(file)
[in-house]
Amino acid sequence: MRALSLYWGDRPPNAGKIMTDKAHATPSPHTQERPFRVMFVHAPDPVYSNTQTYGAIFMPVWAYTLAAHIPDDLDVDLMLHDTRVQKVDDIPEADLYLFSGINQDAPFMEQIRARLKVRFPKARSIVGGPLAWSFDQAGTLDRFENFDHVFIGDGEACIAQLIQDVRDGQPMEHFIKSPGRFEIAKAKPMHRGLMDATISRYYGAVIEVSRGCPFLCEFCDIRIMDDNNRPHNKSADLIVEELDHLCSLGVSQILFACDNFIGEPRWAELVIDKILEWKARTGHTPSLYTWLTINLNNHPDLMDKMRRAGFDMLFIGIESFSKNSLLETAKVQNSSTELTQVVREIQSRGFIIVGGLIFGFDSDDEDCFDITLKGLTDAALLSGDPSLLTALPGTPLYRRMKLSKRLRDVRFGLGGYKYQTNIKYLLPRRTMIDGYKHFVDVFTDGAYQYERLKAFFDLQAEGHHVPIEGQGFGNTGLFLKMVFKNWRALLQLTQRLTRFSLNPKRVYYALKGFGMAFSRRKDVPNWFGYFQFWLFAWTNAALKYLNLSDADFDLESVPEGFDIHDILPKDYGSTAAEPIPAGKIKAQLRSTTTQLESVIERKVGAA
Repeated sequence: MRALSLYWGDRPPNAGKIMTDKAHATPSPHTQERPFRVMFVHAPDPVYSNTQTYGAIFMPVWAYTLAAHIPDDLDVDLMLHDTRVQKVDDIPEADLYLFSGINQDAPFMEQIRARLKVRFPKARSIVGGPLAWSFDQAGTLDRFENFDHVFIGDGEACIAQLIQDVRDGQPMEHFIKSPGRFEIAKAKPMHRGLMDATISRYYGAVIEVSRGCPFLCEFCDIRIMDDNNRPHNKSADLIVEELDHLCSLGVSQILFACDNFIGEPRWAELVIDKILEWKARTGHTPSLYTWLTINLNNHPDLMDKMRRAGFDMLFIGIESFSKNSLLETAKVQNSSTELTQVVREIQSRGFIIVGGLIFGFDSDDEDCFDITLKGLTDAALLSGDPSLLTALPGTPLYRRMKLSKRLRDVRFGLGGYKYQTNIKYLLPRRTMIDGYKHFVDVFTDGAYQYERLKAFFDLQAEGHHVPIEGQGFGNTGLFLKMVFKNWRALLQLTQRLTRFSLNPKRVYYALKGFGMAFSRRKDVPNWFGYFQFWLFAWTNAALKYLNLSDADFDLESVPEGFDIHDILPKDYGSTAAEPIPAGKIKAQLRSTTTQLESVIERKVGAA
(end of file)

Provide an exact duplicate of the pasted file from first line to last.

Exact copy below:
[in-house]
Amino acid sequence: MRALSLYWGDRPPNAGKIMTDKAHATPSPHTQERPFRVMFVHAPDPVYSNTQTYGAIFMPVWAYTLAAHIPDDLDVDLMLHDTRVQKVDDIPEADLYLFSGINQDAPFMEQIRARLKVRFPKARSIVGGPLAWSFDQAGTLDRFENFDHVFIGDGEACIAQLIQDVRDGQPMEHFIKSPGRFEIAKAKPMHRGLMDATISRYYGAVIEVSRGCPFLCEFCDIRIMDDNNRPHNKSADLIVEELDHLCSLGVSQILFACDNFIGEPRWAELVIDKILEWKARTGHTPSLYTWLTINLNNHPDLMDKMRRAGFDMLFIGIESFSKNSLLETAKVQNSSTELTQVVREIQSRGFIIVGGLIFGFDSDDEDCFDITLKGLTDAALLSGDPSLLTALPGTPLYRRMKLSKRLRDVRFGLGGYKYQTNIKYLLPRRTMIDGYKHFVDVFTDGAYQYERLKAFFDLQAEGHHVPIEGQGFGNTGLFLKMVFKNWRALLQLTQRLTRFSLNPKRVYYALKGFGMAFSRRKDVPNWFGYFQFWLFAWTNAALKYLNLSDADFDLESVPEGFDIHDILPKDYGSTAAEPIPAGKIKAQLRSTTTQLESVIERKVGAA
Repeated sequence: MRALSLYWGDRPPNAGKIMTDKAHATPSPHTQERPFRVMFVHAPDPVYSNTQTYGAIFMPVWAYTLAAHIPDDLDVDLMLHDTRVQKVDDIPEADLYLFSGINQDAPFMEQIRARLKVRFPKARSIVGGPLAWSFDQAGTLDRFENFDHVFIGDGEACIAQLIQDVRDGQPMEHFIKSPGRFEIAKAKPMHRGLMDATISRYYGAVIEVSRGCPFLCEFCDIRIMDDNNRPHNKSADLIVEELDHLCSLGVSQILFACDNFIGEPRWAELVIDKILEWKARTGHTPSLYTWLTINLNNHPDLMDKMRRAGFDMLFIGIESFSKNSLLETAKVQNSSTELTQVVREIQSRGFIIVGGLIFGFDSDDEDCFDITLKGLTDAALLSGDPSLLTALPGTPLYRRMKLSKRLRDVRFGLGGYKYQTNIKYLLPRRTMIDGYKHFVDVFTDGAYQYERLKAFFDLQAEGHHVPIEGQGFGNTGLFLKMVFKNWRALLQLTQRLTRFSLNPKRVYYALKGFGMAFSRRKDVPNWFGYFQFWLFAWTNAALKYLNLSDADFDLESVPEGFDIHDILPKDYGSTAAEPIPAGKIKAQLRSTTTQLESVIERKVGAA